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The Latest, the Most Updated, Interview With Writer Ron Price: Part 1

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Preamble-Part 1:

I began to put the following sequence of questions and answers together as I was about to retire from full-time employment as a teacher and lecturer after 32 years in the classroom, and another 18 as a student. In the first 15 years of the reinvention of myself as a writer and author, editor and researcher, a poet and publisher, an online journalist and blogger, a scholar and reader, the years from 1999 to 2014, I added more material to what you could call this simulated interview.

This is the 26th simulated interview in 19 years, 1996 to 2014. There is no attempt in this particular series of Qs & As to be sequential, to follow themes in some logical pattern, or simulate a normal interview. I have attempted a more logical-sequential pattern in my other 25 interviews over those 19 years.

I have posted literally millions of words on the internet at 100s, indeed 1000s now, of sites. Readers who come across this particular interview of more than 15,000 words and more than 38 A-4 font-14 pages, will gain some idea of the person who writes the stuff they read at whatever sites on the world-wide-web where they come across my literary effusions. Readers wanting access to these sites and my work, my posts at these sites, need to simply google my name RonPrice followed by any one of dozens of other words like: forums, blogs, poetry, literature, philosophy, history, religion, cinema, popular culture, inter alia.

There are some 4000 to 5000 other Ron Prices in cyberspace. Readers must ensure they are accessing my posts and my writing, and not those of some other chap with the same name as mine. I have posted this interview for the interest of what has become an extensive readership, my constituency of readers, and others who come across my work for the first time, or for whatever number of times, and for whatever particular reason.

Preamble-Part 2:

2.1 The questionnaire concept which I utilize below was originated, so I am informed, by French television personality Bernard Pivot after what was called the Proust Questionnaire. The Proust Questionnaire is about one's personality. Its name and modern popularity as a form of interview is owed to the responses given by Marcel Proust(1871-1922), the French novelist, critic, and essayist.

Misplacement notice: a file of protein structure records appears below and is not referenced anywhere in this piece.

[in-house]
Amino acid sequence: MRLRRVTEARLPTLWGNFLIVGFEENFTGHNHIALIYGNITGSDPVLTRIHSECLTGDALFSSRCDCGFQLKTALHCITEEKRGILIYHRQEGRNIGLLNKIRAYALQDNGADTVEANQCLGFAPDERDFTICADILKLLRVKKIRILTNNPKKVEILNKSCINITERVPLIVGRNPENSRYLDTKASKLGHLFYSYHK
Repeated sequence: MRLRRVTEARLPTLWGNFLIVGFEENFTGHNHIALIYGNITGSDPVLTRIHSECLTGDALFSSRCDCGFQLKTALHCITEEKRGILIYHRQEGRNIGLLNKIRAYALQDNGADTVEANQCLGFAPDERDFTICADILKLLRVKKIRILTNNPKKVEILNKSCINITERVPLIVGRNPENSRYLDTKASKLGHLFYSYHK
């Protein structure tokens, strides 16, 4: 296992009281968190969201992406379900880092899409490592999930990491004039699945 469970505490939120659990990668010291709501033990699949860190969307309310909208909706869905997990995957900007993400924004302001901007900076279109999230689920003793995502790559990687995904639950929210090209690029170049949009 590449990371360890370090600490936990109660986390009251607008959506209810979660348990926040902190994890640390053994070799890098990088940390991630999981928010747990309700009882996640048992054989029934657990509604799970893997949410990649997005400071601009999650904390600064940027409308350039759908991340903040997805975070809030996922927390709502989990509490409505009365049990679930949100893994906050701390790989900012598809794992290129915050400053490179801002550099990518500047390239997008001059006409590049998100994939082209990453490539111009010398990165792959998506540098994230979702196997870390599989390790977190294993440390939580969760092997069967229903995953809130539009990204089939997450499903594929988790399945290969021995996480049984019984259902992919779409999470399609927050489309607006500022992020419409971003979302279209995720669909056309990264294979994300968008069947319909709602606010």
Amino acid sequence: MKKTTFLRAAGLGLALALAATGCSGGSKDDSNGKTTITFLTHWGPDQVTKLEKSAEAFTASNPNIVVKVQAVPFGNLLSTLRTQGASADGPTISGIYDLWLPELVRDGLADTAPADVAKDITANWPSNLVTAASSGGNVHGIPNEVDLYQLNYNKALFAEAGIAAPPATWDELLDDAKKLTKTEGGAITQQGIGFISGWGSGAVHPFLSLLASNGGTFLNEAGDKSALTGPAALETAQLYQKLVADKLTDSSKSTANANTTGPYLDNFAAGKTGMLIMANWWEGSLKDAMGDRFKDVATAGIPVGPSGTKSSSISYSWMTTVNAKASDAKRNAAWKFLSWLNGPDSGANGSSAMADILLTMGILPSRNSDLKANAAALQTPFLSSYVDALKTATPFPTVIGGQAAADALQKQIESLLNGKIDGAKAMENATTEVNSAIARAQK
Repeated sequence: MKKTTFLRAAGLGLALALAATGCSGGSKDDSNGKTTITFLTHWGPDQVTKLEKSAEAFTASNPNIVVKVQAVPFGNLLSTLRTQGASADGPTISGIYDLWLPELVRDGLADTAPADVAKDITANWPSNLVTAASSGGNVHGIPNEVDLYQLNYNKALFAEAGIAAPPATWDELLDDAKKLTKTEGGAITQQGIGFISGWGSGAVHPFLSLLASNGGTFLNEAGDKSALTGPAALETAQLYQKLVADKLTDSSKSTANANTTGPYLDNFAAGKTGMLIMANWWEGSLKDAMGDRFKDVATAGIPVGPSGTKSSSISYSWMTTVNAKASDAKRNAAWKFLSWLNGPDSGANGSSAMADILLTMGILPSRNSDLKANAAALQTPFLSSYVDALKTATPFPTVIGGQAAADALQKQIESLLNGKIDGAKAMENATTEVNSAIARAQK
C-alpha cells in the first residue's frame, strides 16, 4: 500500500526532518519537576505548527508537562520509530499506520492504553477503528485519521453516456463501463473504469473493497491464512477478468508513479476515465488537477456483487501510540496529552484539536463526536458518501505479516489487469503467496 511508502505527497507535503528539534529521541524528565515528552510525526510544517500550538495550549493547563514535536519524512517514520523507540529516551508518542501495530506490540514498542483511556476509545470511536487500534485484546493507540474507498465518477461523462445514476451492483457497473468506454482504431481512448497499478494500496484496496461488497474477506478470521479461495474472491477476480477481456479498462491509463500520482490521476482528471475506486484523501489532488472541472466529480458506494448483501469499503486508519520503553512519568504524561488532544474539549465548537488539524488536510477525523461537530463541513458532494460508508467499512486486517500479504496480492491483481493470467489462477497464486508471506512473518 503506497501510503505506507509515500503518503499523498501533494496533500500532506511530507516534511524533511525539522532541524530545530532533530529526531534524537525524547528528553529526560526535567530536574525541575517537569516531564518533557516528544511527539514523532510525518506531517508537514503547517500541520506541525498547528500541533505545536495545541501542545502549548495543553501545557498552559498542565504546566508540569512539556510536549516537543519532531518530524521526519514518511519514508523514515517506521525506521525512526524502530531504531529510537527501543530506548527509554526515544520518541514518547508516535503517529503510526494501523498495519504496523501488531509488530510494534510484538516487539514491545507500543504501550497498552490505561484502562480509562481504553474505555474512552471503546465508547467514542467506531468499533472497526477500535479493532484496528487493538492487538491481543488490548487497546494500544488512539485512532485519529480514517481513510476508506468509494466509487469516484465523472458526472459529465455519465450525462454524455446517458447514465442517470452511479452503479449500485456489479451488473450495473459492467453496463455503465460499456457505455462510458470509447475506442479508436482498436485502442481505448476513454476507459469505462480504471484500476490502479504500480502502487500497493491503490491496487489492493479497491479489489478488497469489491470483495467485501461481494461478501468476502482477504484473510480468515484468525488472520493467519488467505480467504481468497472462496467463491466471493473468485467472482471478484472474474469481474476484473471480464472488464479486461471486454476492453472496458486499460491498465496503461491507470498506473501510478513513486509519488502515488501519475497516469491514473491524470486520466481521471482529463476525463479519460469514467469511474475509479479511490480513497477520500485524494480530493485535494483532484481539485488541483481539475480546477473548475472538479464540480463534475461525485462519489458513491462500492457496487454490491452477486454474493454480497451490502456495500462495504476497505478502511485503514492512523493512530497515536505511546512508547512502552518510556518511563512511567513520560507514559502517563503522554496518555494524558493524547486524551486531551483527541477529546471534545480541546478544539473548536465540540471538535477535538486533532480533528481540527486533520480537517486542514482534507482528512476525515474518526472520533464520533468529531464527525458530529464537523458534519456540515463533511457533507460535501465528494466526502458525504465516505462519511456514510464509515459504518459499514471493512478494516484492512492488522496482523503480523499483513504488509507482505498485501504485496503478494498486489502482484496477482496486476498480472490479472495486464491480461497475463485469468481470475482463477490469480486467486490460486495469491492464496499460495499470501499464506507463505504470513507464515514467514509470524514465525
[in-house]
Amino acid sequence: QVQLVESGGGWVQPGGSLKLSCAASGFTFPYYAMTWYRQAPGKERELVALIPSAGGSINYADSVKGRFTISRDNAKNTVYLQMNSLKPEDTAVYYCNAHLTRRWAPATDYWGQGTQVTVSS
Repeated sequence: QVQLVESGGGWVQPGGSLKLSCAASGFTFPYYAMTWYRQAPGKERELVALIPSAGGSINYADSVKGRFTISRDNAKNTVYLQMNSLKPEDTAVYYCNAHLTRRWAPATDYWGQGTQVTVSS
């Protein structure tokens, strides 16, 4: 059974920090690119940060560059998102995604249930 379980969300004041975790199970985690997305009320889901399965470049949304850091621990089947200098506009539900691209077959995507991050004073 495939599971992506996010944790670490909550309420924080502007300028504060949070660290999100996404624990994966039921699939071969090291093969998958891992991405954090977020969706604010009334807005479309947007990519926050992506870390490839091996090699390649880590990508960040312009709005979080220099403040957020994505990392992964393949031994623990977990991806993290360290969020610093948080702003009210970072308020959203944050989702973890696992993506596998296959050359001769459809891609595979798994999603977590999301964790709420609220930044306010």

At the end of the nineteenth century, when Proust was still in his teens, he answered a questionnaire in an English-language confession magazine belonging to his friend Antoinette, daughter of future French President Félix Faure.

The magazine was entitled "A Place to Record Your Thoughts and Feelings." At that time, it was popular among English families to answer such a list of questions that revealed the tastes and aspirations of the talker.

2.2 James Lipton (b.1926) an American writer, poet, composer, actor, and dean emeritus of the Actors Studio Drama School at Pace University in New York City, utilized the following questionnaire in his series of interviews entitled Inside the Actors Studio. The series premiered in 1994 and has been broadcast in 125 countries around the world reaching 89,000,000 homes, so I was informed several years ago on Wikipedia.

2.2.1 Lipton asked the following ten questions:

1. What is your favorite word?
2. What is your least favorite word?
3. What turns you on?
4. What turns you off?
5. What sound or noise do you love?
6. What sound or noise do you hate?
7. What is your favorite curse word?
8. What profession other than your own would you like to attempt?
9. What profession would you not like to do?
10. If Heaven exists, what would you like to hear God say when you arrive at the Pearly Gates?

2.2.2 My answers were/are:

1. God
2. ****
3. My instinctual and human needs for: food and drink, silence and sounds, sensory and especially sexual stimulation, oxygen and physical comfort, shelter and work, love and kindness, as well as the pleasures that come from the satisfaction of these instinctual and human needs.
4. Noise, loud and aggressive people, conversation after one to two hours; most of the TV currently available to me, a great deal of printed matter. When the needs referred to in #3 above are not satisfied.
5. Some classical, jazz and popular music, some human voices and silence.
6. Any loud sounds, some human voices.
7. ****
8. I was a student and scholar, teacher and tutor, lecturer and adult educator from 1949 to 1999. Now I am enjoying new roles: poet and publisher, writer and author, editor and research, online journalist and blogger.
9. Law and medicine, work in the biological and physical sciences as well as the trades.
10. Well done and now tell me about your troubles in life while trying to serve Me.

Preamble-Part 3:

Below readers will find my own 35 questions, questions I began to ask and answer back in 1998 and 1999, as I was about to retire from FT teaching, and a teaching-student life going back to 1949, half a century. These questions were last updated on 8 May 2014.